Of course, like many other things in nature, having a private plant-room to grow up in is too good a deal to pass up. As a result, many other forms of mini-wildlife find take advantage of cecidia. Many species act as inquilines, which are organisms that live inside structures made by other ones.

These inquilines may be harmless roommates, living alongside the gall larvae. Alternatively, they may also eat all of the food in a gall, starving the original tenants, or eat the tenants themselves!

Do people use galls for anything?

As it turns out, many galls have had traditional uses for thousands of years. For example, Galla chinensis is a gall that grows on Chinese sumac (Rhus chinensis), made by an aphid named Schlechtendalia chinensis. Traditional medicine practitioners have used this gall to treat:

  • Digestive problems
  • Intestinal cancer
  • Diabetes
  • Sepsis
  • Oral diseases
  • Tissue inflammation

Scientific studies have actually confirmed that many of these effects work! Beyond that, chemicals from those galls may have other functions like protecting and restoring teeth and even fighting viruses.

Galls from the red nail gall mite (Eriophyes tiliae) induced by special chemicals that the mite injects into plant tissues.

People in the Mediterranean and Middle East used a variety of oak galls to create inks and dyes, and even for tanning leather.

In Australia, the large gall of a weird beetle called Cystococcus pomiformis in one particular tree is nicknamed “bush coconut”. Why, you ask? Well, because the inside of the gall tastes like coconut! Indigenous Australians have eaten this gall and the beetle inside as a highly nutrient-rich hiking lunch for millennia.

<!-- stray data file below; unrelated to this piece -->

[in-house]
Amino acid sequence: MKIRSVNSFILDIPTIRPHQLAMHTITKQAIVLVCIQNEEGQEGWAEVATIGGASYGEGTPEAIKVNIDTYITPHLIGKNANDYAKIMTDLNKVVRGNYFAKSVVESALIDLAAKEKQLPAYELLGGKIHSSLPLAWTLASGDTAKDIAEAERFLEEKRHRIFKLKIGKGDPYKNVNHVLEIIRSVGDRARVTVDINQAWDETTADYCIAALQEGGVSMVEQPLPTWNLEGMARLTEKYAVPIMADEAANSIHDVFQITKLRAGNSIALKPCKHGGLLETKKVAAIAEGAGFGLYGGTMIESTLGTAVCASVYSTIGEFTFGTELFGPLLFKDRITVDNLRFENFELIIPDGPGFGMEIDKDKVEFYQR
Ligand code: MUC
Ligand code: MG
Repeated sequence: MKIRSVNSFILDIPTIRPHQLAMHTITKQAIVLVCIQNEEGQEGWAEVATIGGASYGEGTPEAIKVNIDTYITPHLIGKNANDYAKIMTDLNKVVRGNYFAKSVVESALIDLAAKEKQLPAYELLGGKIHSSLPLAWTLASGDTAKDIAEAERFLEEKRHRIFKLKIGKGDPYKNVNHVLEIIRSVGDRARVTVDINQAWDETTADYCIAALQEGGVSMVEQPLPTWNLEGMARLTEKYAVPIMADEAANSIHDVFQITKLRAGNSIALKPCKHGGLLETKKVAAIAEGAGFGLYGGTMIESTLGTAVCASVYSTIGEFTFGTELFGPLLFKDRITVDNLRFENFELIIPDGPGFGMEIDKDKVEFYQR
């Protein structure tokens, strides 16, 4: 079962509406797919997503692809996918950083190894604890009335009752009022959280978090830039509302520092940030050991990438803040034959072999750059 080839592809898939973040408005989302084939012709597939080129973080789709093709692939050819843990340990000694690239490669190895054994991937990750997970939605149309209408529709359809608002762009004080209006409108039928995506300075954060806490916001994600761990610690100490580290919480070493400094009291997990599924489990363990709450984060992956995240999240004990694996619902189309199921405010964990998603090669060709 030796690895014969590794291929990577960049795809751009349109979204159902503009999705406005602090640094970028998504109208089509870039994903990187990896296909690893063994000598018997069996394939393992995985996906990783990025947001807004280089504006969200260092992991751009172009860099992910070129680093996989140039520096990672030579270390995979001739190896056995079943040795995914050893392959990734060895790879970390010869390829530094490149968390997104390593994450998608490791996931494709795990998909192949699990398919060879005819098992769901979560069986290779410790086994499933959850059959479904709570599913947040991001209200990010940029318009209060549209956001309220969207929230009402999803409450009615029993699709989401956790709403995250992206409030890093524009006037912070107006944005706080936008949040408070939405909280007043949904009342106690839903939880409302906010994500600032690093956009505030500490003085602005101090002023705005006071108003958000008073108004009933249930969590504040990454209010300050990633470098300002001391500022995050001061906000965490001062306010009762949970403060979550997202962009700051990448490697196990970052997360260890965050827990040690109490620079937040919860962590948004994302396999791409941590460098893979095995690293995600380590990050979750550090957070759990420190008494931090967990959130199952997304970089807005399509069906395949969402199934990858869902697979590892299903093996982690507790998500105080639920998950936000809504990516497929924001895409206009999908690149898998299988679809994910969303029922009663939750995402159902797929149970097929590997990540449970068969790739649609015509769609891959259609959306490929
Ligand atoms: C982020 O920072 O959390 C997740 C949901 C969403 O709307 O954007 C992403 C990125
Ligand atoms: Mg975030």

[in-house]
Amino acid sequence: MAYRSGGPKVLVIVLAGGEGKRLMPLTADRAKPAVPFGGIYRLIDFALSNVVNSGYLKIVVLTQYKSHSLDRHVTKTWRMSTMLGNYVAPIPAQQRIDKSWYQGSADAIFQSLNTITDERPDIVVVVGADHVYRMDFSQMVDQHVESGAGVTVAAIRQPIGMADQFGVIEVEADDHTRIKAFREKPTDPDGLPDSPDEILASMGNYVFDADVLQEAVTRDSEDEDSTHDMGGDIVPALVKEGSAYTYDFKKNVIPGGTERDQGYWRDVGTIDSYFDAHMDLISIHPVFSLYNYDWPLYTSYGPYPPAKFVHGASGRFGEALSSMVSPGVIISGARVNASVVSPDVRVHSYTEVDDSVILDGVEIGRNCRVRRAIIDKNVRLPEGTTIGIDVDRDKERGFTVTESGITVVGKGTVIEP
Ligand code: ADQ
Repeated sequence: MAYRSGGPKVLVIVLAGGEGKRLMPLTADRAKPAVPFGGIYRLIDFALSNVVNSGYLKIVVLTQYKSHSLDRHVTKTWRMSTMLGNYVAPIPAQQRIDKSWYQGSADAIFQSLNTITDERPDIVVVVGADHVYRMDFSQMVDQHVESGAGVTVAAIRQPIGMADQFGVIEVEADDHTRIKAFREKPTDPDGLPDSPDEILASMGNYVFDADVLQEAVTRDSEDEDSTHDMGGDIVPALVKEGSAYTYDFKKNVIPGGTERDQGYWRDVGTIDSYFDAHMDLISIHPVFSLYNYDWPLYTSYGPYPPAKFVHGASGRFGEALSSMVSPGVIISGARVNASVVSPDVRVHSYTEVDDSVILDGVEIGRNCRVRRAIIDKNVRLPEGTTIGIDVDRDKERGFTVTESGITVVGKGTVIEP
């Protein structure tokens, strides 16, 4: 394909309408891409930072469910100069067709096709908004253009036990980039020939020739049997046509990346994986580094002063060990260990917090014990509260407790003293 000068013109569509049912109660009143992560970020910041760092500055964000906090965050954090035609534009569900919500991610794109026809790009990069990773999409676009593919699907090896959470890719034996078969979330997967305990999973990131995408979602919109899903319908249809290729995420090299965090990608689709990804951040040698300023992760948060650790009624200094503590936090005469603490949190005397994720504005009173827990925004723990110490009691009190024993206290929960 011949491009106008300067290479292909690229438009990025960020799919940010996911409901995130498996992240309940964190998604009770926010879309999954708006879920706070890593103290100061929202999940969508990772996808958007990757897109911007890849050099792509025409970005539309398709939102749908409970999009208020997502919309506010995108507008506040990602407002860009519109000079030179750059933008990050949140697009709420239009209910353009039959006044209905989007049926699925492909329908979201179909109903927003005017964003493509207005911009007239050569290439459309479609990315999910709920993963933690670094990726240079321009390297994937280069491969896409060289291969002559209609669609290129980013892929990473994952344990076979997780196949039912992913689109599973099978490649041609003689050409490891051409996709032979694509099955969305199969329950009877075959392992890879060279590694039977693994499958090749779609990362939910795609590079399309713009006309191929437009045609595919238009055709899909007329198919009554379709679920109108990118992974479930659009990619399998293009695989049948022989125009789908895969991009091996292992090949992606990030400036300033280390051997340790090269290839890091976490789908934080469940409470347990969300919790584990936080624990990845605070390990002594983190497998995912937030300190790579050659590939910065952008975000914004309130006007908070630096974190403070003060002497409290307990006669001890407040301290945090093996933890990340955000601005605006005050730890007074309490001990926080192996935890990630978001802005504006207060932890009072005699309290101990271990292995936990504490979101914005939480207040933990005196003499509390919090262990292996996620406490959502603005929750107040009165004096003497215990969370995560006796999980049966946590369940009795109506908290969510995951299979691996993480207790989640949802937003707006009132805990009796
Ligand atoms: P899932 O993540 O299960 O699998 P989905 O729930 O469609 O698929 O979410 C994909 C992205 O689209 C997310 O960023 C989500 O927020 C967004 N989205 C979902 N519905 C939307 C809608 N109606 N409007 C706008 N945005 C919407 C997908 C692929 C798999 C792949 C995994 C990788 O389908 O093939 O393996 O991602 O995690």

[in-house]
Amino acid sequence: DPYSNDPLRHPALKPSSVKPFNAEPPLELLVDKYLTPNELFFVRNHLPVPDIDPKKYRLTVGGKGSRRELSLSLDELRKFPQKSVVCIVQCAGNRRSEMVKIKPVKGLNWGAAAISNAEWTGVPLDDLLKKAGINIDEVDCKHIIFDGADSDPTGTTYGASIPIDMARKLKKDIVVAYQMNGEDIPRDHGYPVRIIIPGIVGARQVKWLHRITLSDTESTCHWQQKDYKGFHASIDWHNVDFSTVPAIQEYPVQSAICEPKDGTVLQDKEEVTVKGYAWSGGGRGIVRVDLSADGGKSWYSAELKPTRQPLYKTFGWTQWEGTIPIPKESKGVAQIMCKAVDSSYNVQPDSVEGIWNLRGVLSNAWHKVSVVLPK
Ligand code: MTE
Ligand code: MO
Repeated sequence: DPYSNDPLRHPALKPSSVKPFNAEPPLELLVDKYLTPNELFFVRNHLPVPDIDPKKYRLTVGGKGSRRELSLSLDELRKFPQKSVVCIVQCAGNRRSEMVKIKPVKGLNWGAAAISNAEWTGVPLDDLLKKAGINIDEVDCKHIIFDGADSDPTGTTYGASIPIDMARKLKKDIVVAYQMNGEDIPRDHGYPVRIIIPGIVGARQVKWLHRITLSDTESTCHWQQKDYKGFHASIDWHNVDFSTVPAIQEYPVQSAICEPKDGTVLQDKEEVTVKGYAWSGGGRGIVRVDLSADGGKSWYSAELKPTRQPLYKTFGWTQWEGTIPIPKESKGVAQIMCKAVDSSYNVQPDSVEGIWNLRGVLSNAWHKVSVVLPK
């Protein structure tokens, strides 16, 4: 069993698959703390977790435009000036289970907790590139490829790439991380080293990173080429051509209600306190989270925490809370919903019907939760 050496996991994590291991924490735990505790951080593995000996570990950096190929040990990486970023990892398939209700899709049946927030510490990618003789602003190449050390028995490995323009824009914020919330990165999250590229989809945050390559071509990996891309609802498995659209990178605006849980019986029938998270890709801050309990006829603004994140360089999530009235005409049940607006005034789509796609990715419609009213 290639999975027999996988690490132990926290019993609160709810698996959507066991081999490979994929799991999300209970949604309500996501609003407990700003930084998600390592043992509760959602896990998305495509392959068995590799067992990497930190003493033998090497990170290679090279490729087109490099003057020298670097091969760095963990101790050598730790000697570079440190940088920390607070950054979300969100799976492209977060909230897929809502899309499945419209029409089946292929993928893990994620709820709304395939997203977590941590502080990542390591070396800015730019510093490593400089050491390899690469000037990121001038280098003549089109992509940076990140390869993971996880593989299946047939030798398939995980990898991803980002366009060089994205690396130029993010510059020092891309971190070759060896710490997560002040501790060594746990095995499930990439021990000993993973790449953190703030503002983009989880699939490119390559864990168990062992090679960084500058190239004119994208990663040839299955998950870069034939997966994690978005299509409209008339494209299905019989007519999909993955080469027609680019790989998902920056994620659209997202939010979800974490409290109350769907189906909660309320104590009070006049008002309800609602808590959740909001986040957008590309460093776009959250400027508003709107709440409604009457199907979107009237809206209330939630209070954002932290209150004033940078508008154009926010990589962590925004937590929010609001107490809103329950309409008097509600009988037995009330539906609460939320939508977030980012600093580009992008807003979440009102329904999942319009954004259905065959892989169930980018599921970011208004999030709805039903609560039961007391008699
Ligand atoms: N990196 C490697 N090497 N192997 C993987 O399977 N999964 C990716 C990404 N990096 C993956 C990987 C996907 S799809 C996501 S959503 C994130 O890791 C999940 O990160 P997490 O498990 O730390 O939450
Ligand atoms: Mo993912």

When and where can you find galls?

This wild gall was made by a Blackberry knot gall wasp (Diastrophus nebulosus). I came across it in a meadow in North Georgia in June 2022.

The best times to look for galls are:

  • Late summer, when plants have had time to grow, and gall-makers have had time to infect them
  • Winter, when most plants have lost their leaves, making galls more obvious

So many different species of plants have specially-adapted gall-making bugs that you can find them almost everywhere. However, some species are more prone to having galls than others. For example, native plant species are more likely to have galls, while introduced and invasive species‘ gall-makers probably aren’t in the neighborhood.

One of the best species to examine for galls are Oaks (Quercus sp.). These beautiful trees support more than half of the 1,500 known species of galls in North America! If you’d like to learn more about oaks and their galls, check out the Nature Guys podcast episode on oaks with Doug Tallamy.

Can galls hurt my trees?

The classic ball-shaped gall of an Oak apple gall wasp (Amphibolips sp.) showing the exit hole of the metamorphosed adult. Oaks are one of the best species for finding galls.

Have you noticed galls on trees or shrubs in your back yard? Don’t worry! Galls often have a very minimal impact on plant health, especially in trees. In the unlikely event that they are numerous enough to cause some damage, it’s usually a one-off event. In other words, gall infestations are usually temporary, happening in one season. They’re unlikely to happen repeatedly, which would be more of a problem for a tree.

If anything, finding galls on your property is a good sign that you’re successfully Gardening for Wildlife!

In late summer and early Fall, many goldenrods (Solidago sp.) start to show gall from a variety of species. I found this one, the work of a Tephritid fly, along the edges of a field in Madison, Wisconsin.

Thanks for reading!

Have you come across any fantastic galls lately? Share with us in the comments! As always, I’m looking forward to getting to your questions in Naturalist Answers. You can send them in via the Contact form!